Ghosts of Mars
You Don't Stand a Ghost of a Chance
|Aspect Ratio:||2.39:1 (Scope)|
|Certificate:||– Not suitable for under 15s|
|Subtitles:||The level of subtitling in this film is unknown to WSC|
Lt Melanie Ballard (Natasha Henstridge) arrives in Chryse City, the only passenger on a train. She returns without 'Desolation' Williams (Ice Cube), the prisoner she was sent to retrieve from Shining Canyon, a mining camp. Put before a tribunal, she tells her story.
The team, lead by Ballard, arrives in Shining Camp to find it empty. Sorry - that should read apparently empty. Quite soon, the first corpse is found, and not much later, a survivor describes how an old tunnel was discovered, at the end of which was an old door. The aforementioned door crumbled into dust at a single touch, releasing, yes, the ghosts of Mars. Having been cooped up for 300,000 years, they aren't too pleased to find their planet invaded. The miners are promptly possessed, and carnage ensues. How are Ballard and her team to escape? Why, through a series of increasingly bloody-but-visually-pleasing action sequences.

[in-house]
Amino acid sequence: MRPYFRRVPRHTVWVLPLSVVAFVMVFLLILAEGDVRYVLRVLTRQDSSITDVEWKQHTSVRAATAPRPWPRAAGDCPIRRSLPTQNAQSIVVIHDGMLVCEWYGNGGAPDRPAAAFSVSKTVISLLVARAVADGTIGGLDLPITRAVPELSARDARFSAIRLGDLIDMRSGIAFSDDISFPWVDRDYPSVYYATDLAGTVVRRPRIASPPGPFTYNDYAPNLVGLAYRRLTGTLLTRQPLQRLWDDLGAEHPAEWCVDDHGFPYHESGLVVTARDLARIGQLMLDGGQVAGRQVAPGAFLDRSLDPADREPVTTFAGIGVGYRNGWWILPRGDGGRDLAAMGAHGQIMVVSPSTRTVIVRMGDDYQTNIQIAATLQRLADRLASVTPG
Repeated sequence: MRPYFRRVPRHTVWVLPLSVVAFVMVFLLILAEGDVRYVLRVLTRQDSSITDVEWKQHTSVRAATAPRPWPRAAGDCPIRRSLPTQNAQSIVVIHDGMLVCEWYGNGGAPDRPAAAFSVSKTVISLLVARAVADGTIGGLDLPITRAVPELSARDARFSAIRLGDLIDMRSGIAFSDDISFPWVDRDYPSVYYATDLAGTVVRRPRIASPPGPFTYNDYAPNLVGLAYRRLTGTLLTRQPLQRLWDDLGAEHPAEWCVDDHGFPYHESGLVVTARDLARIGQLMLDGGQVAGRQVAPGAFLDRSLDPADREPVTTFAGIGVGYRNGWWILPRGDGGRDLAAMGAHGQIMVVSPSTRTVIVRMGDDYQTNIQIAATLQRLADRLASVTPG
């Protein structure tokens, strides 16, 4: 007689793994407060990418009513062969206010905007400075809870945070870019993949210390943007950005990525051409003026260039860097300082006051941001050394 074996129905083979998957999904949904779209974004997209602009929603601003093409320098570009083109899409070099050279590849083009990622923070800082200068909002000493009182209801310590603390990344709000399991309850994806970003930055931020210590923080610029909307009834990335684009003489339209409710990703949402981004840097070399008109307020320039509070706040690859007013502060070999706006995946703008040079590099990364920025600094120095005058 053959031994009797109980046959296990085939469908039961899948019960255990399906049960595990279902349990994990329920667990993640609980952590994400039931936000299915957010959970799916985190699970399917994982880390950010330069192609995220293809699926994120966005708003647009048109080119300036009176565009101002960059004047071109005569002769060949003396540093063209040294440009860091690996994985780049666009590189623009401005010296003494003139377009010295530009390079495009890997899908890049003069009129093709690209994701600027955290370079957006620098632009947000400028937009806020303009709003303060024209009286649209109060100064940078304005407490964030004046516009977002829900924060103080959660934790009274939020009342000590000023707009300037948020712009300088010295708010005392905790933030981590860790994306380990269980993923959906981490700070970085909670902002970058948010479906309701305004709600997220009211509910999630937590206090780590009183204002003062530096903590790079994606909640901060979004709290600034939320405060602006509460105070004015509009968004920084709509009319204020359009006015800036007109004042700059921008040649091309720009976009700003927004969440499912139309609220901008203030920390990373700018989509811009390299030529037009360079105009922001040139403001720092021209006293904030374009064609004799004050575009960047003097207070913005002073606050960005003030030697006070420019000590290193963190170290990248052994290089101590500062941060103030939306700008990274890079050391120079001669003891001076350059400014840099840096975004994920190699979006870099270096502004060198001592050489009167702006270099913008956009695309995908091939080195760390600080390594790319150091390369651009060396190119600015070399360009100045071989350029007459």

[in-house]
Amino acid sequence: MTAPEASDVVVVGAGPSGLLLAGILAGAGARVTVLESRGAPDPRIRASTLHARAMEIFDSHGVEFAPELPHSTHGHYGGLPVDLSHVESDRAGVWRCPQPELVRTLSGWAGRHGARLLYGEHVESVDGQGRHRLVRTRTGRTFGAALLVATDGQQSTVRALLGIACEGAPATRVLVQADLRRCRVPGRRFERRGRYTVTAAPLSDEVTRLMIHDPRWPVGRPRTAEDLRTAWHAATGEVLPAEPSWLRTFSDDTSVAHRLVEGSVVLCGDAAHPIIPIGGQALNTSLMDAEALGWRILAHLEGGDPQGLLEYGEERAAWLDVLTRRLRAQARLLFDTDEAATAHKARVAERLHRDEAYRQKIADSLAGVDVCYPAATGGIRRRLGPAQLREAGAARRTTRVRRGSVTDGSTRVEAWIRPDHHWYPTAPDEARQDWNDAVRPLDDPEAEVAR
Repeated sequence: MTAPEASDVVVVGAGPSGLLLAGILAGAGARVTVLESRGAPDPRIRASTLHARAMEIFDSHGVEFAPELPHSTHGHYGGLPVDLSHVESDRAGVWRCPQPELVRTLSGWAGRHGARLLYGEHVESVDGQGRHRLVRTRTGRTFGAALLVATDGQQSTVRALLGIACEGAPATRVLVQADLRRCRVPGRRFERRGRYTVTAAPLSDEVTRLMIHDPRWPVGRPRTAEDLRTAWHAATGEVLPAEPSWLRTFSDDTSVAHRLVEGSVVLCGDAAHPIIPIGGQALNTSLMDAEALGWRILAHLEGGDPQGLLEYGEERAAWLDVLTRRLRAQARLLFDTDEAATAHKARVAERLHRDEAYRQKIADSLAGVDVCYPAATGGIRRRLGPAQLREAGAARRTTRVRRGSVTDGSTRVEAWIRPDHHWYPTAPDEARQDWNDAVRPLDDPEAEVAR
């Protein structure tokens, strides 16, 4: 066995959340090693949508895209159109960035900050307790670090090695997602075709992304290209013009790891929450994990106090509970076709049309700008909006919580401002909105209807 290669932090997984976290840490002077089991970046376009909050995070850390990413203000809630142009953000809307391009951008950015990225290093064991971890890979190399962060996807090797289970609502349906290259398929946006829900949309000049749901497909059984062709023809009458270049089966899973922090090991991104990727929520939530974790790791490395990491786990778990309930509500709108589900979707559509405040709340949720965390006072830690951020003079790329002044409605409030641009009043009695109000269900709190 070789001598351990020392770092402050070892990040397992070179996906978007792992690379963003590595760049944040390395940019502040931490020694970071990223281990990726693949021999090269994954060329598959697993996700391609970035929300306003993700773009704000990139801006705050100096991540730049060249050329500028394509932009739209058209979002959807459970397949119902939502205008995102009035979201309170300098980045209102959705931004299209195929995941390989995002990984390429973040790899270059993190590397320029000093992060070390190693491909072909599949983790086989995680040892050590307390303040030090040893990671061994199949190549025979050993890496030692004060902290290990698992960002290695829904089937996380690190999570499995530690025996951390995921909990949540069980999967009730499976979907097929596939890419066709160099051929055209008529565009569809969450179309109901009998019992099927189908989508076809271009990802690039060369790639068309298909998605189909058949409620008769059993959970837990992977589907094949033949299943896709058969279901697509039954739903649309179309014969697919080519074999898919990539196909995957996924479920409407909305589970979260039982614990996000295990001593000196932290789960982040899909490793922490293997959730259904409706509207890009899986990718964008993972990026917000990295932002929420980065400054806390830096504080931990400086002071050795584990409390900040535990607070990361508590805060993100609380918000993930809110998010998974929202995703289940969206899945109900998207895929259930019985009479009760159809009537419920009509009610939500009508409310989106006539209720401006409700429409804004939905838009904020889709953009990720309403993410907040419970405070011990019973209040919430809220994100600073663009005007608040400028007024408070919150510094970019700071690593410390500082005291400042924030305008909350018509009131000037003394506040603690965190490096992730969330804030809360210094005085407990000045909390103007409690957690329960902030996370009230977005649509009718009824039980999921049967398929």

Director John Carpenter pulls together an impressive ensemble cast. Pam Grier, Clea Duvall (independent character actress, for those of you who stay away from arty films), and Jason Statham all have their moments, Statham almost stealing the movie as Henstridge's tough-talking sidekick. Henstridge herself juggles being the heroine and being eye candy admirably, her skills having come a long way since her debut as man-eating alien Sil in Species.
It's a good job the actors are good; Ghosts of Mars is predictable in the extreme. Replace Henstridge with Kurt Russell, and this movie could have been called Escape from Shining Canyon. Influences litter the film: Westerns, cop films, and martial arts movies are all visible. And, of course, the zombie film. The possessed don't lumber, Night of the Living Dead-style, though; it turns out that the ancient Martian ghosts know their martial arts.
Unlike other recent Carpenter films, Ghosts of Mars has a style and pace that almost compares with the best of his work - it's no [insert your favourite Carpenter movie here: Halloween, The Thing or Assault on Precinct 13], but it manages to be a B movie with more than it's fair share of thrills.
Screenings of this film:
|2001/2002 Summer Term – (35mm)|